President Obama’s Inaugural Speech: Rhetorical Analysis Essay
890 Words4 Pages
President Obama’s Inaugural Speech: Rhetorical Analysis
Barrack Obama’s inauguration speech successfully accomplished his goal by using rhetoric to ensure our nation that we will be under safe hands. The speech is similar from ideas obtained from the founding documents and Martin Luther King’s speech to establish ‘our’ goal to get together and take some action on the problems our country is now facing. As President Barrack Obama starts his speech, he keeps himself from using ‘me’, ‘myself’, and ‘I’ and replacing it with ‘we’, ‘us’, and ‘together’ to achieve ethos. He makes sure his audience connects with him directly by making them feel at his level, and him at theirs. This way he connects to the audience, and in exchange, helps his…show more content…
Freedom that we would keep safe entrusting every single generation with it. Just as King had done many years before on his speech, President Obama shoots us back into the present. He lists off our country’s feats, starting each achievement of society by “together, we” to stress that it was a collaborative effort of many minds, giving the audience a sense of pride and awareness of the greatness that comes out of unity.
The President begins his next point, starting his next paragraph with “but” , bringing out a change in tone and dropping in the central argument, or message, into perspective. Using deductive reasoning, Obama explains more plainly than before that America can’t function under a single person, but work as a single unit as “American people can no more meet the demands of today’s world” and “ No single person can train all the… teachers we’ll need…” but “… now, more than ever, we must do these things together, as one nation and one people.” At this point if you don’t sense a feeling of unity in the depths of your brain then you are Helen Keller and I respect that.
On top of that big fat slab of equality and togetherness, President Obama also begins to usher in a sense of endless possibilities and hope through the audience. He juxtaposes the “ending of war” to the beginning of economic recovery (Isn’t that a lie in the state we’re in?). This solidifies hope and the use parallelism, “ we are made for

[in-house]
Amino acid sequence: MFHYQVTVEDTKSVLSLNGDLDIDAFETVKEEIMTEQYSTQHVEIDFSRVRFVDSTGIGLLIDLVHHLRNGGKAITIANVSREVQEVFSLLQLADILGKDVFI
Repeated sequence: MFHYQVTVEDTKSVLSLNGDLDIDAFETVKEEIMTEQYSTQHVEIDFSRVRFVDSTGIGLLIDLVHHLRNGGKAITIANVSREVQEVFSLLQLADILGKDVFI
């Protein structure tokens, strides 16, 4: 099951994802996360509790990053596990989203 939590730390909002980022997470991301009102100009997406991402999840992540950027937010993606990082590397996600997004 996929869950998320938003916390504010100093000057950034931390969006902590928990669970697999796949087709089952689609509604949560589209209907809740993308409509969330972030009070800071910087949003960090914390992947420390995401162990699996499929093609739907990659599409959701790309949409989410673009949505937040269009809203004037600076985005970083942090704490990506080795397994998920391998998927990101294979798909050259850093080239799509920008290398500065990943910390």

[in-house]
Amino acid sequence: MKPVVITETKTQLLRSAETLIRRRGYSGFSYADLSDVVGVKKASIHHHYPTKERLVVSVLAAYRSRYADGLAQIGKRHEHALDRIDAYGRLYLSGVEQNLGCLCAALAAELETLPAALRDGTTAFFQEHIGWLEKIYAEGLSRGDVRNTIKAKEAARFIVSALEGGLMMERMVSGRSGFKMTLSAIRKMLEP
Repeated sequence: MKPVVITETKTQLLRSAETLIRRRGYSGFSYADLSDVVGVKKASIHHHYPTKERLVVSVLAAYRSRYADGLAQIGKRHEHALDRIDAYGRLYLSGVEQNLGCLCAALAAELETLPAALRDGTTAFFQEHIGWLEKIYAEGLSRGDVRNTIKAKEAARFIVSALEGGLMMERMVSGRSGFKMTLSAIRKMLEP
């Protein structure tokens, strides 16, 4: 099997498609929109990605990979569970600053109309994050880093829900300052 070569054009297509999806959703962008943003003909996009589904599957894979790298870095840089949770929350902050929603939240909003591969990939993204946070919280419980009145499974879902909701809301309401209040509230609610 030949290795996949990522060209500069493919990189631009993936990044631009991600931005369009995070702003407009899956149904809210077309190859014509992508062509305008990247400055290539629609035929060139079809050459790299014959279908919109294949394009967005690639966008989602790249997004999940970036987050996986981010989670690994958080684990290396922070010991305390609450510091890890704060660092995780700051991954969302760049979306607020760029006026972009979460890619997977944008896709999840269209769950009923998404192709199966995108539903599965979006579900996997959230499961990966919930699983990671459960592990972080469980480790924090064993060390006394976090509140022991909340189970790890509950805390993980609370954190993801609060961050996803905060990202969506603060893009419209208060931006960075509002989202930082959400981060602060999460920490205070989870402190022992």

Essay on Obama's First Inaugural Speech
624 Words3 Pages
Picture this: a cold January day in Washington D.C, the first African American president is about to be inaugurated with a combined audience of over 38 million looking to be inspired.
Ted Sorensen, a former speechwriter for John F. Kennedy, believes “An inaugural address is by definition a defining moment for any new president.” An inaugural address is a stepping stone for each new administration because it creates a first impression; the address marks the time when the president stops trying to win votes and starts taking action. Barack Obama's speech is filled with eloquent language, and it lived up to the expectations of both critics and the public. The speech, as described in the “Think Again” section of the New York Times was…show more content…
Barack Obama's powerful diction creates hope for the future of the United States with word choices such as “continue,” “shifted” and “ambitions.” Barack’s shift from informal to formal diction constructs an image of unity through the usage of simple, personal pronouns, such as “we” and “us.” The shifts from informal to formal and back appeal to the emotions of the audience because they feel as if Obama is talking directly to them. His allusions to the Bible are sentimental because when he says "the God given promise that all are equal, all are free, and all deserve a chance to pursue their full measure of happiness" he creates a bond between himself and his audience. His words have a motivating connotation that appeal to both logos and pathos. The way in which Barack Obama presents his ideas allows his audience to have confidence in him and his role as president.
Within his speech, Barack Obama admits that the United States is in the "midst of a crisis" but he believes that it can change, but he also makes it clear that the change cannot happen overnight. Obama's inspirational tone stirs up the nation with phrases such as “dust ourselves off” and “bigger than the sum of our individual ambitions.” Barack Obama's message persuades his audience because the message is believable and delivered by an honest man. In his previous speeches, Obama spoke of race and prejudice, an economic crisis and his hopes and fears with such intelligence that when